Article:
In 1997, Jay-Z's follow-up, In My Lifetime, Vol. 1, peaked at #3 and helped establish his career and mainstream success. In spite of the success, Jay-Z's image was tarnished by a perceived pandering to mainstream sales, and a watering down of his sound. The next year, Jay-Z released Vol. 2: Hard Knock Life, continued this evolution towards a pop-oriented market. This included several huge singles, including "Can I Get A...", "Hard Knock Life (Ghetto Anthem)", "Jigga What?", "It's Alright" and "Money Ain't a Thang".
In 1999, Jay-Z released Vol. 3: Life and Times of S. Carter, which was another big hit in spite of continued criticism for his pop-oriented sound, and a large roster of collaborators that many felt crowded out Jay-Z himself. His next album, Dynasty Roc la Familia, was originally intended as a collaboration album with many guests from Roc-a-Fella's roster, including Beanie Sigel, Memphis Bleek and Amil, as well as Scarface, Just Blaze, R. Kelly, Kayne West, The Neptunes and Snoop Dogg.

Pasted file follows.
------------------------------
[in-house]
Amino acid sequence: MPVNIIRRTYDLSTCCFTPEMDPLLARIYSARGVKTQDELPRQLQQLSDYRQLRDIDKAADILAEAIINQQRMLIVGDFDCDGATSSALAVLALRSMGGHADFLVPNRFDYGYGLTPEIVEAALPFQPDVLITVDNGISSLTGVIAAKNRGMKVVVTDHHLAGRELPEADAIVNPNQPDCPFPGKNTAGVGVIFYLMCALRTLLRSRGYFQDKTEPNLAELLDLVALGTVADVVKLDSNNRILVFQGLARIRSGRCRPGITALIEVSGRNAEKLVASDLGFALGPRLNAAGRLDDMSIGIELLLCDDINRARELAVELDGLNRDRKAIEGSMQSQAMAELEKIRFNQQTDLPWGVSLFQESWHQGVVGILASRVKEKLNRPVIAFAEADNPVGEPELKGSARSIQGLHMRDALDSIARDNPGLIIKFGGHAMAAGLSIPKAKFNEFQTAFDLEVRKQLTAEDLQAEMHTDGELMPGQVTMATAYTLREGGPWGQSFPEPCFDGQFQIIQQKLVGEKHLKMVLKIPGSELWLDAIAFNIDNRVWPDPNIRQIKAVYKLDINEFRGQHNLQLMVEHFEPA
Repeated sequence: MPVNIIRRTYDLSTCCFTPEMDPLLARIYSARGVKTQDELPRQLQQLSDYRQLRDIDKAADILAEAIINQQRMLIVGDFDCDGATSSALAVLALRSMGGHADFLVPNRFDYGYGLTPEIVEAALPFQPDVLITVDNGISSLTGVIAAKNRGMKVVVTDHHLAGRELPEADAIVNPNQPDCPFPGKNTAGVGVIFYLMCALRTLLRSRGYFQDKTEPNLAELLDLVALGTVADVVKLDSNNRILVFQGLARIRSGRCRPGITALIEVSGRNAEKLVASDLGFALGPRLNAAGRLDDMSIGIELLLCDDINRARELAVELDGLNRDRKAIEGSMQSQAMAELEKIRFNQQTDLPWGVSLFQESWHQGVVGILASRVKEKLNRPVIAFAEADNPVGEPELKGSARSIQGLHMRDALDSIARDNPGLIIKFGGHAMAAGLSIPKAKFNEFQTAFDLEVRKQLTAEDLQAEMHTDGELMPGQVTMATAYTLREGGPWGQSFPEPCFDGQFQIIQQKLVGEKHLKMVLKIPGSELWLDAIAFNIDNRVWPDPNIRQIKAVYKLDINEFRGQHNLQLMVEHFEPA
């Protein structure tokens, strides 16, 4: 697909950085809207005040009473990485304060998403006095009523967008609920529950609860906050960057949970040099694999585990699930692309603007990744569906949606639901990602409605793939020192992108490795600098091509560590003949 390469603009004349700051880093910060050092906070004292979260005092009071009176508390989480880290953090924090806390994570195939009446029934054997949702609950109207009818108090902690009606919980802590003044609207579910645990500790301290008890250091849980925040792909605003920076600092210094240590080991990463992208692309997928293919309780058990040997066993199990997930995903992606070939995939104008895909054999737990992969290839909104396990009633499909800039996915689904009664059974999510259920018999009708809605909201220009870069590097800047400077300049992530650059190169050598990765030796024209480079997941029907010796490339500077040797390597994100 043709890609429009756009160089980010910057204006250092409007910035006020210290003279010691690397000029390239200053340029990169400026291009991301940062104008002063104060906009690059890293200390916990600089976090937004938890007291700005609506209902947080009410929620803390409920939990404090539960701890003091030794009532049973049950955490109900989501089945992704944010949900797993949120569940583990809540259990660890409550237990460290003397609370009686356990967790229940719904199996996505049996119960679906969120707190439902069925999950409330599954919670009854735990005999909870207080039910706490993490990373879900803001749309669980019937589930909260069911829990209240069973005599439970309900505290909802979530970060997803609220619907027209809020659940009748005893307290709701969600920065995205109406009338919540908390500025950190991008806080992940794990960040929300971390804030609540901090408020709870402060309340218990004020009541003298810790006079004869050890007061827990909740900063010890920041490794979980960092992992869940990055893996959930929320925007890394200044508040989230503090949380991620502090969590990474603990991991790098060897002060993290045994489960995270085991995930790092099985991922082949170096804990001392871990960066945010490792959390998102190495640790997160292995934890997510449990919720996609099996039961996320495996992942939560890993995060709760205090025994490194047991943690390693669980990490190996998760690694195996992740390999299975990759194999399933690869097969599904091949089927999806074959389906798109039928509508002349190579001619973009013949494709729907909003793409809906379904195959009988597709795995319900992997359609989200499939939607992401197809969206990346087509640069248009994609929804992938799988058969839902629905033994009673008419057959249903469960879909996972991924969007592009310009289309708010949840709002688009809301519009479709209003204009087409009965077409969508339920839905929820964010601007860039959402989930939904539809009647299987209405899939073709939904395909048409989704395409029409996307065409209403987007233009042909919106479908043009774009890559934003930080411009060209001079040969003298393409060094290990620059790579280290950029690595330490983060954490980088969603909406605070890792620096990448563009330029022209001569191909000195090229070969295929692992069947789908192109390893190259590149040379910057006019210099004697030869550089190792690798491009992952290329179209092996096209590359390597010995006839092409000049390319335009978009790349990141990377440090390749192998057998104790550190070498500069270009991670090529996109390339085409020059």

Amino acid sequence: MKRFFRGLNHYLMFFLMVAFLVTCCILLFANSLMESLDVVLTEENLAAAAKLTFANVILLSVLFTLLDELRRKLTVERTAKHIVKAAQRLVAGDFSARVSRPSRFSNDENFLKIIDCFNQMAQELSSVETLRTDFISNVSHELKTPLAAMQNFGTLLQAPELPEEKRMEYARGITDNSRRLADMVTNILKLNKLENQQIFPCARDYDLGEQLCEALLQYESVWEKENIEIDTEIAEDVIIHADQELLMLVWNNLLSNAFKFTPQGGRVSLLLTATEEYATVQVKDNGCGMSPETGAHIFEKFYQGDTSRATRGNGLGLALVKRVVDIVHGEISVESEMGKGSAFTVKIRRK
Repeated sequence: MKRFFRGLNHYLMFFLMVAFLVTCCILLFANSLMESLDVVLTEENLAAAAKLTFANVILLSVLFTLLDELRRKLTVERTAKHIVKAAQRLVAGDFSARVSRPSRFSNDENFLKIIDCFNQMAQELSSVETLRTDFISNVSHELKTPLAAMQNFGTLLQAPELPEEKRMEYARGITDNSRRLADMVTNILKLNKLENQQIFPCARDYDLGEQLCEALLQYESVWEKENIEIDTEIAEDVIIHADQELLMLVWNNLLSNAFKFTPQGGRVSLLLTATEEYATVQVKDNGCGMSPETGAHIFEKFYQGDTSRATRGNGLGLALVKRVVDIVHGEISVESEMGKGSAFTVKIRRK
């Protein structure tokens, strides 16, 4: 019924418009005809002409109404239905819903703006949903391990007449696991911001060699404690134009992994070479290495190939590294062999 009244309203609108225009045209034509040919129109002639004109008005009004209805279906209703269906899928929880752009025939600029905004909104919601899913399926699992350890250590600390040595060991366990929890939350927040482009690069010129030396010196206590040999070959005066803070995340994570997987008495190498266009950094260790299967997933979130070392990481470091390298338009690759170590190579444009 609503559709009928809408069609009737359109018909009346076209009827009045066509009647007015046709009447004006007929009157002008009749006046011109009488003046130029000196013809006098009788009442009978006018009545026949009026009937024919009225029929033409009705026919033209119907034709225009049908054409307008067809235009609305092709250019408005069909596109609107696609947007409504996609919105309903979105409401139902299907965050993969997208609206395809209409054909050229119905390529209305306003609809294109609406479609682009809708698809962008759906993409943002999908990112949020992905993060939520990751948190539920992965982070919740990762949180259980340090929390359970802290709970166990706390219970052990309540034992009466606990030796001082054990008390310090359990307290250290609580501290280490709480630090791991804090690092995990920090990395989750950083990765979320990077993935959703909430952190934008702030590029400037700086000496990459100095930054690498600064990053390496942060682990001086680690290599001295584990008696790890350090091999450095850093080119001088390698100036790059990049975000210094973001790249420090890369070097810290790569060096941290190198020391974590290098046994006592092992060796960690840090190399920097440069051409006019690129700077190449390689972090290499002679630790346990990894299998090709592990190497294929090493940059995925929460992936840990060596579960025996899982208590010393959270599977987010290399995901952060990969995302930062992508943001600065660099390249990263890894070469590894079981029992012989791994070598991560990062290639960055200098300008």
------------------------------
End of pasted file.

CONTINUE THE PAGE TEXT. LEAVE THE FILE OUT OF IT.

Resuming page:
2001's The Blueprint was another huge hit for Jay-Z, and included tracks insulting Prodigy (Mobb Deep) and Nas. The latter responded with his own track, and the pair's rivalry escalated into one of the most famous rap rivalries since the East Coast/West Coast feud of the mid-1990s. The Blueprint featured only one collaboration, with Eminem on "Renegade".